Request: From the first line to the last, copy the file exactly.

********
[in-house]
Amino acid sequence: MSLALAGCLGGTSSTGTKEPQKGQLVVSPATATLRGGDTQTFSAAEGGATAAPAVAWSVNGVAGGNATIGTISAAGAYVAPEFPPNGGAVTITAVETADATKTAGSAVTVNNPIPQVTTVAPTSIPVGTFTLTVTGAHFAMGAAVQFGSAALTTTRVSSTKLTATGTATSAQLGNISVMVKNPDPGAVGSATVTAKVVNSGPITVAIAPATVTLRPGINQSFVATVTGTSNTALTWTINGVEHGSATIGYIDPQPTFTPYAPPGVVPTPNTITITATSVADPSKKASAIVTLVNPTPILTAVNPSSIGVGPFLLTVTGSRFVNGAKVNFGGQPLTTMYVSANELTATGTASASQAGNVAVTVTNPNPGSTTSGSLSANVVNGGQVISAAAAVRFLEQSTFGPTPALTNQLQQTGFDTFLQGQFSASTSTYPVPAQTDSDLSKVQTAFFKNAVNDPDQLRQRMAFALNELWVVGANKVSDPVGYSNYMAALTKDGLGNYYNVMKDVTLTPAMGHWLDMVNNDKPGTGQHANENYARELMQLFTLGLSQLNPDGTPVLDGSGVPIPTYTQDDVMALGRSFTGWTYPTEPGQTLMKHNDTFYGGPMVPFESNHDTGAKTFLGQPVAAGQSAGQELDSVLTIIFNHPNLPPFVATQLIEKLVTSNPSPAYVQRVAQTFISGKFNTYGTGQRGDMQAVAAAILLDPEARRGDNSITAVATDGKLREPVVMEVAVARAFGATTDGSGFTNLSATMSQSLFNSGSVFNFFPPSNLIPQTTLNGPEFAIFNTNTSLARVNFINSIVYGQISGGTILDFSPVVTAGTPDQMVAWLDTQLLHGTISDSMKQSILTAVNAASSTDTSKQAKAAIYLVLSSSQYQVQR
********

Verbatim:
[in-house]
Amino acid sequence: MSLALAGCLGGTSSTGTKEPQKGQLVVSPATATLRGGDTQTFSAAEGGATAAPAVAWSVNGVAGGNATIGTISAAGAYVAPEFPPNGGAVTITAVETADATKTAGSAVTVNNPIPQVTTVAPTSIPVGTFTLTVTGAHFAMGAAVQFGSAALTTTRVSSTKLTATGTATSAQLGNISVMVKNPDPGAVGSATVTAKVVNSGPITVAIAPATVTLRPGINQSFVATVTGTSNTALTWTINGVEHGSATIGYIDPQPTFTPYAPPGVVPTPNTITITATSVADPSKKASAIVTLVNPTPILTAVNPSSIGVGPFLLTVTGSRFVNGAKVNFGGQPLTTMYVSANELTATGTASASQAGNVAVTVTNPNPGSTTSGSLSANVVNGGQVISAAAAVRFLEQSTFGPTPALTNQLQQTGFDTFLQGQFSASTSTYPVPAQTDSDLSKVQTAFFKNAVNDPDQLRQRMAFALNELWVVGANKVSDPVGYSNYMAALTKDGLGNYYNVMKDVTLTPAMGHWLDMVNNDKPGTGQHANENYARELMQLFTLGLSQLNPDGTPVLDGSGVPIPTYTQDDVMALGRSFTGWTYPTEPGQTLMKHNDTFYGGPMVPFESNHDTGAKTFLGQPVAAGQSAGQELDSVLTIIFNHPNLPPFVATQLIEKLVTSNPSPAYVQRVAQTFISGKFNTYGTGQRGDMQAVAAAILLDPEARRGDNSITAVATDGKLREPVVMEVAVARAFGATTDGSGFTNLSATMSQSLFNSGSVFNFFPPSNLIPQTTLNGPEFAIFNTNTSLARVNFINSIVYGQISGGTILDFSPVVTAGTPDQMVAWLDTQLLHGTISDSMKQSILTAVNAASSTDTSKQAKAAIYLVLSSSQYQVQR